The Road

These are roads to take when you think of your country
and interested bring down the maps again,
phoning the statistician, asking the dear friend,

reading the papers with morning inquiry.
Or when you sit at the wheel and your small light
chooses gas gauge and clock; and the headlights

indicate future or road, your wish pursuing
past the junction, the fork, the suburban station,
well-travelled six-lane highway planned for safety.

Past your tall central city’s influence,
outside its body: traffic, penumbral crowds,
are centers removed and strong, fighting for good
reason.

These roads will take you into your own country.
Select the mountains, follow rivers back,
travel the passes. Touch West Virginia where

the Midland Trail leaves the Virginia furnace,
iron Clifton Forge, Covington iron, goes down
into the wealthy valley, resorts, the chalk hotel.

Pillars and fairway; spa; White Sulphur Springs.
Airport. Gay blank rich faces wishing to add
history to ballrooms, tradition to the first tee.

The simple mountains, sheer, dark-graded with pine
in the sudden weather, wet outbreak of spring,
crosscut by snow, wind at the hill’s shoulder.

The land is fierce here, steep, braced against snow,
rivers and spring. KING COAL HOTEL, Lookout,
and swinging the vicious bend, New River Gorge.

Now the photographer unpacks camera and case,
surveying the deep country, follows discovery
viewing on groundglass an inverted image.

John Marshall named the rock (steep pines, a drop
he reckoned in 1812, called) Marshall Pillar,
but later, Hawk’s Nest. Here is your road, tying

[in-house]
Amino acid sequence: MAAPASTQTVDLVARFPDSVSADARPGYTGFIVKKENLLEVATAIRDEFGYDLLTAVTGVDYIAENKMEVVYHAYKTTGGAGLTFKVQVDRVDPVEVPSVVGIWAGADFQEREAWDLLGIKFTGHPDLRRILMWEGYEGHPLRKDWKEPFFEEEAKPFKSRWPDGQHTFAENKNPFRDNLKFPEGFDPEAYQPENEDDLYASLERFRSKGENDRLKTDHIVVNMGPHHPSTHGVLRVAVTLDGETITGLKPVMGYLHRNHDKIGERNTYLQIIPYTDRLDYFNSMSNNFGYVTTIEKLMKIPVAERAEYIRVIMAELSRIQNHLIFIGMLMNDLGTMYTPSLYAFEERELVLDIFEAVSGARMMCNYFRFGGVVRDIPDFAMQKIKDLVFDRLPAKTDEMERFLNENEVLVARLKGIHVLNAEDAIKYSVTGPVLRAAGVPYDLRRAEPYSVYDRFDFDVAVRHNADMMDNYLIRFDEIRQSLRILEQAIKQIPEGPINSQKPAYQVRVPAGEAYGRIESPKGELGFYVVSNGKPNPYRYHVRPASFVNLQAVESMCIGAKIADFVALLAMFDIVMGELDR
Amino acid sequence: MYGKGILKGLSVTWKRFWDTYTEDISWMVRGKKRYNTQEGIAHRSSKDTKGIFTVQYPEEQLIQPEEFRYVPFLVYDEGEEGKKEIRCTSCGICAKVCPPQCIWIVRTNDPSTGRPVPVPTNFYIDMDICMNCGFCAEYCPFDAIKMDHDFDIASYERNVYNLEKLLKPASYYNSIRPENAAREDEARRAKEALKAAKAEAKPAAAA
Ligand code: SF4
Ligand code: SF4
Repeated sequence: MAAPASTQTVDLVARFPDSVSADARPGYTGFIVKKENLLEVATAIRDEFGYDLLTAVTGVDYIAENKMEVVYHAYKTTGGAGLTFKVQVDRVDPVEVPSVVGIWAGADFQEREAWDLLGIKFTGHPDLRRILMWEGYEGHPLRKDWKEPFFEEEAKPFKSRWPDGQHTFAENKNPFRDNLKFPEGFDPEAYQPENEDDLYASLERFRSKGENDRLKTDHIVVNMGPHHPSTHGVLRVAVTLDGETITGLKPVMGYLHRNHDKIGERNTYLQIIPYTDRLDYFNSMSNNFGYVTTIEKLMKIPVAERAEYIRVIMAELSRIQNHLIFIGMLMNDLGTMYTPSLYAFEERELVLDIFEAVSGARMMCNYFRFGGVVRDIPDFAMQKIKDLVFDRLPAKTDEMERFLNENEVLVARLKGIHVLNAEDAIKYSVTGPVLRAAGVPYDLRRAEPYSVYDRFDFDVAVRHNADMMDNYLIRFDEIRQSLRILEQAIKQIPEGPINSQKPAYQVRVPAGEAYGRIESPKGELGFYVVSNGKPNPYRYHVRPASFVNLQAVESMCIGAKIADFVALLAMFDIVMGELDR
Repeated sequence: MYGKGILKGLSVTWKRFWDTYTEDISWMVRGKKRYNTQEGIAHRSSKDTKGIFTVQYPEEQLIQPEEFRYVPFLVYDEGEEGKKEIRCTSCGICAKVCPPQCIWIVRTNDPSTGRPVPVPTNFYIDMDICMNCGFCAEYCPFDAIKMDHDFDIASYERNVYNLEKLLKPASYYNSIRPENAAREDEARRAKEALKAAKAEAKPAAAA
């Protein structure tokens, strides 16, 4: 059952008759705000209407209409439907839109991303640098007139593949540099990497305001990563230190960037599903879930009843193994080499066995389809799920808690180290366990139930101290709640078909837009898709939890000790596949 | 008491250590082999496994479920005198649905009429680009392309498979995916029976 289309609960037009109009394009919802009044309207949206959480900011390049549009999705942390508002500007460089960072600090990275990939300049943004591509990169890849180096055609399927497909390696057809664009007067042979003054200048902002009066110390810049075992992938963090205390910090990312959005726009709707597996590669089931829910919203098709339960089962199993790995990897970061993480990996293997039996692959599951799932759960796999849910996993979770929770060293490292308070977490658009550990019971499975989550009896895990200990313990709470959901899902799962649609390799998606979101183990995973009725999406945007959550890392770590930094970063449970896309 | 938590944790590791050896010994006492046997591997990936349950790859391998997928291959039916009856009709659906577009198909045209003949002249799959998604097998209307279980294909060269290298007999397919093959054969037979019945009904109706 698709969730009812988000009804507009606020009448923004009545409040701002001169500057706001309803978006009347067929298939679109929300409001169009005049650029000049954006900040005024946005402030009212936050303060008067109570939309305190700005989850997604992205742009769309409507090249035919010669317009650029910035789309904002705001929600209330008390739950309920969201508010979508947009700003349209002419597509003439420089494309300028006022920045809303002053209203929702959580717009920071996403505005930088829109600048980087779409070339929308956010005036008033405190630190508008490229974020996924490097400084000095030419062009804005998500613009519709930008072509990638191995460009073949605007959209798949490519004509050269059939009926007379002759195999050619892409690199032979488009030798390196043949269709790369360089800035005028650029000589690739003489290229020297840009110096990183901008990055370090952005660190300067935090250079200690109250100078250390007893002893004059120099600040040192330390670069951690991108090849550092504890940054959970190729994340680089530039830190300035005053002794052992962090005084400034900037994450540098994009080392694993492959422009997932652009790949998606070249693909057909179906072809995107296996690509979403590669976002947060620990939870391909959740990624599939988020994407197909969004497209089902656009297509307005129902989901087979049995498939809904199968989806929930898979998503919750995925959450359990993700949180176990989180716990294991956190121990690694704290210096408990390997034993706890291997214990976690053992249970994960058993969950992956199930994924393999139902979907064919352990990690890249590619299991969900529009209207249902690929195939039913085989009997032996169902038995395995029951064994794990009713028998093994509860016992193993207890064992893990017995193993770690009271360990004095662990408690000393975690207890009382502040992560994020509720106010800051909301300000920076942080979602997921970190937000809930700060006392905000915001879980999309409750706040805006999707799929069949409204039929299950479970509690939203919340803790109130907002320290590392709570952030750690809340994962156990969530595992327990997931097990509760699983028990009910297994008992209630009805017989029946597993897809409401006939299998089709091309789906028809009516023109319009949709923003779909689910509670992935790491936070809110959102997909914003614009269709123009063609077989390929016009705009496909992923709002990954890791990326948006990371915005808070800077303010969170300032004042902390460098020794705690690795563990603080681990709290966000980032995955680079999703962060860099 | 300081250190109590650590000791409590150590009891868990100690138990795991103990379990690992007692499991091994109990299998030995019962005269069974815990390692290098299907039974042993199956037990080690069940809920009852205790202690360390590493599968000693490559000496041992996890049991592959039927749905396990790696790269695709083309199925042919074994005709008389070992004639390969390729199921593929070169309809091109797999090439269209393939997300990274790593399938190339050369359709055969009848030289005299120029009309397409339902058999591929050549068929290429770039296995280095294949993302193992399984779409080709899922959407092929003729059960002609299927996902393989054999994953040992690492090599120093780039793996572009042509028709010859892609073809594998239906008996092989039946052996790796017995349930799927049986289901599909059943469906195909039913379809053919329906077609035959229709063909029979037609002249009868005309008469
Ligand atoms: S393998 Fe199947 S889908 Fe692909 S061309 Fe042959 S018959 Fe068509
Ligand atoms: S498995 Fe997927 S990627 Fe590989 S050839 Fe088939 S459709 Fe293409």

you to its meanings: gorge, boulder, precipice.
Telescoped down, the hard and stone-green river
cutting fast and direct into the town.

by Muriel Rukeyser

Comments (7)

Translation of Verlaine is is a thankless task. Effective translation of Mallarme may be impossible. The poetry of both is mysteriously sheathed in the shimmer of 'la belle langue' and generally cannot be rendered into a 'vowel-less' language like English. Sonic effects and subtleties of rhythm may make logical chimeras convincing. Verlaine at least offers a logical narrative for rendering, but Mallarme, not so. Readers of English as an only language, beware. You are not really reading Mallarme
This is an early poem by Mallarme, written when he felt trapped by the life he was living, stuck in the provinces, dissatisfied as a high school teacher, straddled with wife and new child, cut off from contact with other poets. Is it any surprise he dreamed of escape, that is, escapism, because this is the most impractical resolution? It is a compensatory day-dream, but one vivid with that curious mixture of sensuality and spirituality he had inherited from Baudelaire, Nerval, even Gautier. No, he did not take a journey of flight but was soon to internalize such desires, turn them into symbolist literature and produce first drafts of AFTERNOON OF A FAUN and HERODIADE. Years later, in his elegy for Gautier, he gave us a sublimated, internalized echo of this desire for escape: RECALLED HORIZONS, SPEAK, WHAT IS THE EARTH? And the answer that echoes back: I DON'T KNOW. Mallarme was engaged, in his own words, to find AN ORPHIC EXPLANATION OF THE EARTH.
Listen the sailors's chant. Nice work.
Nice imagery of a heart's desire
Land is lifeless so the ship is towards ultumate voyage.
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